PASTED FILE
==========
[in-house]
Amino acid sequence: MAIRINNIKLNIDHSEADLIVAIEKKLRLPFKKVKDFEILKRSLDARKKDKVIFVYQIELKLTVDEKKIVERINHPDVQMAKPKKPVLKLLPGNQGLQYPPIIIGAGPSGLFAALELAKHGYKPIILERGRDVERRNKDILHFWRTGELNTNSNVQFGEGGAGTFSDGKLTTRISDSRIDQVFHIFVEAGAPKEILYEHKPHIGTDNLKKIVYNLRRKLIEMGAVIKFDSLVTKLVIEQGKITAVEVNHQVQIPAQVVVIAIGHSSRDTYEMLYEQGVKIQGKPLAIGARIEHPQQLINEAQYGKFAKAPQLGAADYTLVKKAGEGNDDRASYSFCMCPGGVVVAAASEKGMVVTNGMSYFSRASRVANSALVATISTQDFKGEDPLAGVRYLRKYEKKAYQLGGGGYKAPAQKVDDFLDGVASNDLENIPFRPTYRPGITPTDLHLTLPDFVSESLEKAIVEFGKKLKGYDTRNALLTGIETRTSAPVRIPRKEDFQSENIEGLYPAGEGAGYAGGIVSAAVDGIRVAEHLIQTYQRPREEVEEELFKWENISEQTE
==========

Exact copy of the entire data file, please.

[in-house]
Amino acid sequence: MAIRINNIKLNIDHSEADLIVAIEKKLRLPFKKVKDFEILKRSLDARKKDKVIFVYQIELKLTVDEKKIVERINHPDVQMAKPKKPVLKLLPGNQGLQYPPIIIGAGPSGLFAALELAKHGYKPIILERGRDVERRNKDILHFWRTGELNTNSNVQFGEGGAGTFSDGKLTTRISDSRIDQVFHIFVEAGAPKEILYEHKPHIGTDNLKKIVYNLRRKLIEMGAVIKFDSLVTKLVIEQGKITAVEVNHQVQIPAQVVVIAIGHSSRDTYEMLYEQGVKIQGKPLAIGARIEHPQQLINEAQYGKFAKAPQLGAADYTLVKKAGEGNDDRASYSFCMCPGGVVVAAASEKGMVVTNGMSYFSRASRVANSALVATISTQDFKGEDPLAGVRYLRKYEKKAYQLGGGGYKAPAQKVDDFLDGVASNDLENIPFRPTYRPGITPTDLHLTLPDFVSESLEKAIVEFGKKLKGYDTRNALLTGIETRTSAPVRIPRKEDFQSENIEGLYPAGEGAGYAGGIVSAAVDGIRVAEHLIQTYQRPREEVEEELFKWENISEQTE